With a twinge of furrowed brow Mom asks “So when are they going to be done at the gym?”
“What do you mean?”
“Well, when are they going to be done with the renovations?” she ponders.
“Mama, the gym isn’t closed for renovations. A lot of businesses are closed right now because of the virus that’s going around.”
Her brow and nose scrunch up severely. “Oh. But what does that have to do with it being closed? I don’t get it.”
Variations of this conversation have taken place up to four or five times a day since mid-March.
I know it’s often best to go along with whatever reality someone with dementia is experiencing, but this time I can’t do it. I haven’t been able to come up with a lie that both eases her questions and keeps her up to code with what’s going on. This is a matter of safety and I need her to understand the basics, just enough so she can keep safe, but not enough to become upset on a regular basis. Easier said than done.
You know that feeling you’ve been getting in the morning recently? The one that steeps between sleep and a new day? With the rubbing of your eyes and a yawn you might peek out of the blinds. Everything looks the same. The sun came up again. The wind makes the yard trees nod. A squirrel hops along the top of a fence.
As your body stretches and mind wakes you check your phone or turn on the television and re-discover the truth. The world is not, in fact, the same. You are quarantined at home. This is apocalypse-lite.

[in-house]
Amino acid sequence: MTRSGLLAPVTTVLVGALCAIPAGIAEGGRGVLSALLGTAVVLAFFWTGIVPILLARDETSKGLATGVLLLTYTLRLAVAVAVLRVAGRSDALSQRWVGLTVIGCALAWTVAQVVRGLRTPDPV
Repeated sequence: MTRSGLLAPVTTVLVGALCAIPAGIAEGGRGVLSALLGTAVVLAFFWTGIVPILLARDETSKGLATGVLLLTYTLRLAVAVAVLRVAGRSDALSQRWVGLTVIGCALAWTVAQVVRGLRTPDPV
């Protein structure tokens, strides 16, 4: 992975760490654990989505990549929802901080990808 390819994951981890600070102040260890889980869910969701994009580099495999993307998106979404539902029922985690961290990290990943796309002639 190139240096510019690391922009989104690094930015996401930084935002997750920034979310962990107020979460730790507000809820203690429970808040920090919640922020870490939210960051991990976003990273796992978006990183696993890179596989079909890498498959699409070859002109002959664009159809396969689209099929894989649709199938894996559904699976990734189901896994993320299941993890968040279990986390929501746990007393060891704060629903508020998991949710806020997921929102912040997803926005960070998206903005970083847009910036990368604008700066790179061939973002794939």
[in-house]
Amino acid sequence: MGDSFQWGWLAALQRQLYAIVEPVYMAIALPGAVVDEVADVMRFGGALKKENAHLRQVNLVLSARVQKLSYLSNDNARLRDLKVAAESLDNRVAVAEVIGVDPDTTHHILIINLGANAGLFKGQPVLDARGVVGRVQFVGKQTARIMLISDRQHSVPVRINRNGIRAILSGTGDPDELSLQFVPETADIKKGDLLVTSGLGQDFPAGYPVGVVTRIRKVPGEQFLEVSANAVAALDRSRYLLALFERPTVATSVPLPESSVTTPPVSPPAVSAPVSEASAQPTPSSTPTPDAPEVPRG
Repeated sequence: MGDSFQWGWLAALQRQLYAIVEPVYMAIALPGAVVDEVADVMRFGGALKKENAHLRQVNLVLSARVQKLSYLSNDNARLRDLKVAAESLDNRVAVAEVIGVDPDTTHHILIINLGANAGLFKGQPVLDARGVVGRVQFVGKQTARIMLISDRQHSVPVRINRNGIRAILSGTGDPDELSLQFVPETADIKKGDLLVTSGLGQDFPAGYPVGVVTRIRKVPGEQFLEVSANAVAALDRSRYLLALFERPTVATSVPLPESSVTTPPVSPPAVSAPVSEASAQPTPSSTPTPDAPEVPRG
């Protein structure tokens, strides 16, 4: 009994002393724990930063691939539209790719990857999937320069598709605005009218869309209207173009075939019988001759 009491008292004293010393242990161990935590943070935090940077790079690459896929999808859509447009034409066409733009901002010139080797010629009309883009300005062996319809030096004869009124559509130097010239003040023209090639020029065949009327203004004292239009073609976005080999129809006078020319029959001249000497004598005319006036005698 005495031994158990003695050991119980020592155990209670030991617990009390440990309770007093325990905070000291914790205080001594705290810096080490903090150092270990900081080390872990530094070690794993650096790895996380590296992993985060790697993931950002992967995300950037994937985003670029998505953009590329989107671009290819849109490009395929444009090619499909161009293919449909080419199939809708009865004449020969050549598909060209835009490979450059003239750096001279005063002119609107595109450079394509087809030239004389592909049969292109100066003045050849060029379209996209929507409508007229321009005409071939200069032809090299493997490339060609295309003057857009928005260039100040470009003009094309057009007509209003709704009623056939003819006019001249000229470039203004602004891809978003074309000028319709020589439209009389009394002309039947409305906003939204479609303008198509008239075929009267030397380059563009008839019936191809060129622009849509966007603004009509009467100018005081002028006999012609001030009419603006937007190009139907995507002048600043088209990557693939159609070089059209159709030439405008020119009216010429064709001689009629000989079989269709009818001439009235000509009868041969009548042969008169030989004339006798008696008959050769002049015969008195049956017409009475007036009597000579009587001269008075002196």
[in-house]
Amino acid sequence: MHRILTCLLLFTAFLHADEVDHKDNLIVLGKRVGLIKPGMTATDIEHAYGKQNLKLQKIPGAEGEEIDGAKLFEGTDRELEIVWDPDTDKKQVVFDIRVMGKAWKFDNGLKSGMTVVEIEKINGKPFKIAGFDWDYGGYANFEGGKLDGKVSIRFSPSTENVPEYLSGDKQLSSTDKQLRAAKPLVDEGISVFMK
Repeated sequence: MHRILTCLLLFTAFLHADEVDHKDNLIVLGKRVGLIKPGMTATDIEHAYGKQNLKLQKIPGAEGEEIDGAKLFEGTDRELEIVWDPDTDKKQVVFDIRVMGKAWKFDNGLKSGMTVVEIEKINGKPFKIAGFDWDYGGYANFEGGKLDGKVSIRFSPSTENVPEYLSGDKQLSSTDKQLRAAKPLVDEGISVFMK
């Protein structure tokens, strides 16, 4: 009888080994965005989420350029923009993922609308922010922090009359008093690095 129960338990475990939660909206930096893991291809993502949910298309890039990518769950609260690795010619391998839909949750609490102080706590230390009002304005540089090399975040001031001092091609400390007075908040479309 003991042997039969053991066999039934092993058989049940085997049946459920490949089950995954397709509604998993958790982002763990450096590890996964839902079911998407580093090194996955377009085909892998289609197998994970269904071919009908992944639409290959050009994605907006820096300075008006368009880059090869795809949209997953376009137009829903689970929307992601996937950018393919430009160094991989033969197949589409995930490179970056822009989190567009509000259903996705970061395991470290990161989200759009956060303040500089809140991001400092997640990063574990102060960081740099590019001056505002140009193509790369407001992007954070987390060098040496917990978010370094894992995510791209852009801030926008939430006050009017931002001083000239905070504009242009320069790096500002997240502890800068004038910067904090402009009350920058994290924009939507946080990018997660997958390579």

This is not the reality for Mom. Within the same day she’ll slip between any number of realms of misunderstanding.
In some aspects, being quarantined isn’t a whole lot different than our pre-pandemic normal. We often spend hours together at home before and after a shift at my main place of work. I do all of my parental duties like usual. We wallow in the comfort of routine.
Before COVID-19 my small freedoms could be found in the ability to run errands at will, grab a cup of coffee with a friend, take a yoga class once a week, and read or watch television from the cocoon of my room, though often I would be interrupted by a familiar knock on my door.
Work itself was a particularly cherished freedom. While I was able to spend time doing a profession I love, outside and working with kids, Mom would either be swimming laps or using stationary weight and cardio machines upstairs. Being the blatant extrovert, more often than not you’d see her chatting with staff and other gym patrons. Or she’d be eating whatever snacks I packed for her and the generous treats often placed in her palms by whoever happened to see her that day.
Now here we are in a state of international emergency, implored to stay home by essential workers, select government officials, and vulnerable, immunocompromised members of our communities. Mom and I honor this request to the best of our ability. She has stayed home for almost three weeks straight. Aside from my first grocery trip just before self-quarantine regulations were put in place locally, I have only run errands in public once. This included re-stocking of food items and doing a parking lot pick up at a dispensary for the CBD gummies I sometimes use to manage stress. Everything else we needed has been delivered to our house.
Despite Mom and I having previous experience with isolation, the pandemic has exasperated some of the stressors involved with dementia and caregiving. The expected symptoms of cabin fever are heightened to levels that test our patience.